Backup should be about reducing your uncertainty and risk, not turning you into some sort of wandering paranoid insomniac zombie worrying about whether your backup solution is going to still be around in a few months. Because remember, just because you’re paranoid doesn’t mean that Dell isn’t out to get you – or at least your backup.

Reuters reported yesterday Dell had bid $2.32B to buy Quest Software. Reuters also did an excellent job of laying out the timeline for what appears to be a bidding war for Quest Software. Fascinating stuff.

From a backup perspective, here are the moves Dell has recently made or is reported to be making:

  • Purchased AppAssure for a rumored $194M. AppAssure makes a Windows-only block backup agent with some virtualization features.
  • Purchased SonicWall for a reported$1.2B. SonicWall has the SonicWall CDP line of backup appliances.
  • Quest has its virtualization-only vRanger backup software product, its NetVault backup product, and its LightSpeed SQL Server and Oracle backup products.

This gets even more interesting when you consider all of the other backup alliances Dell has:

  • Dell and Symantec sold together a Dell PowerVault DL server with Backup Exec on it. This relationship hit the rocks a while back with Symantec’s Backup Exec 3600 and Netbackup 5200 backup appliances.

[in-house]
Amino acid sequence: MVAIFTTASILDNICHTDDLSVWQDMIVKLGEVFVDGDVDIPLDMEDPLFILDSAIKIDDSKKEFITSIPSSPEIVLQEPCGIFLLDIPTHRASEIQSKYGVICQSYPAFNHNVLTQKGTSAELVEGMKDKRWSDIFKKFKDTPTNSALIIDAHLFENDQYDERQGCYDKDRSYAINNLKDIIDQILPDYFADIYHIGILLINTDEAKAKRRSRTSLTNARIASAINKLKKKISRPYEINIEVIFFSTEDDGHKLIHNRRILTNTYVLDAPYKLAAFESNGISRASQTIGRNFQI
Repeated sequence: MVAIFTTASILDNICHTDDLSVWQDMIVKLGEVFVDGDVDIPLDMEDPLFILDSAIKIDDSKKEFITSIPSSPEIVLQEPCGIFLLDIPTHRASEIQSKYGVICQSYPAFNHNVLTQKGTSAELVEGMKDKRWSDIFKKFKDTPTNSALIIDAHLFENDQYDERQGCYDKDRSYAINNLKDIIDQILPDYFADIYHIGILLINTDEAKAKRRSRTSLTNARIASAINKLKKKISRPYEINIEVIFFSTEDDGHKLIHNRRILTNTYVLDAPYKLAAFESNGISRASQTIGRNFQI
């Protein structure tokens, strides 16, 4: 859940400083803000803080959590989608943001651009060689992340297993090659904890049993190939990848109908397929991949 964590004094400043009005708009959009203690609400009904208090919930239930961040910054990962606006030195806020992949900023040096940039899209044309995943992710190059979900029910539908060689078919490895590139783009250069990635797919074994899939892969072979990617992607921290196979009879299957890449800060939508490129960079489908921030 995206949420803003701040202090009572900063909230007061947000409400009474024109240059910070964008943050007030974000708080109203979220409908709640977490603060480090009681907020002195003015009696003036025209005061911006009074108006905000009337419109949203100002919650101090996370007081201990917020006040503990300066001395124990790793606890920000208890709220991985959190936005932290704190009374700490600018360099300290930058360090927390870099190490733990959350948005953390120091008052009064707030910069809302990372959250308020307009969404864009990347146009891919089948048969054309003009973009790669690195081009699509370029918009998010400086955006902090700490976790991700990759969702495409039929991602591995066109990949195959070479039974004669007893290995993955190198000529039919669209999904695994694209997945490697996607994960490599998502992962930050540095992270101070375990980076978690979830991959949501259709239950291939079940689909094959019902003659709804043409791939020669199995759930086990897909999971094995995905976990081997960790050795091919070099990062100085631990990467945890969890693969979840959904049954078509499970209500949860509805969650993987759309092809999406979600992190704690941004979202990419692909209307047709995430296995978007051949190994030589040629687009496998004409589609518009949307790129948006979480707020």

• Dell and CommVault sell together a Dell PowerVault DL server with CommVault Simpana on it. Dell is rumored to account for 20% to 25% of all of CommVault’s revenue. The Dell and CommVault relationship is probably a bit strained with Dell announcing that AppAssure is its premier backup product.

There’s an old joke about any acquiring software company you dislike being the “place that old software goes to die.” I think that’s too easy here. Dell has signaled clearly with its hiring of John Swainson that it intends to become a software company. Swainson is a former IBM executive who reportedly did a good job turning CA around – a good article from Forrester concerning Dell, CA, and Swainson is available at ZDnet and calls out customer obsession (see the title of this blog) and partner ecosystem as being the two ways Swainson did that.

For backup customers, however, Dell now has a whole bunch of disparate backup software with no overall plan (or at least, without any plan they are willing to tell their customers and resellers.) This increases the uncertainty. And backup should be about decreasing, not increasing, uncertainty.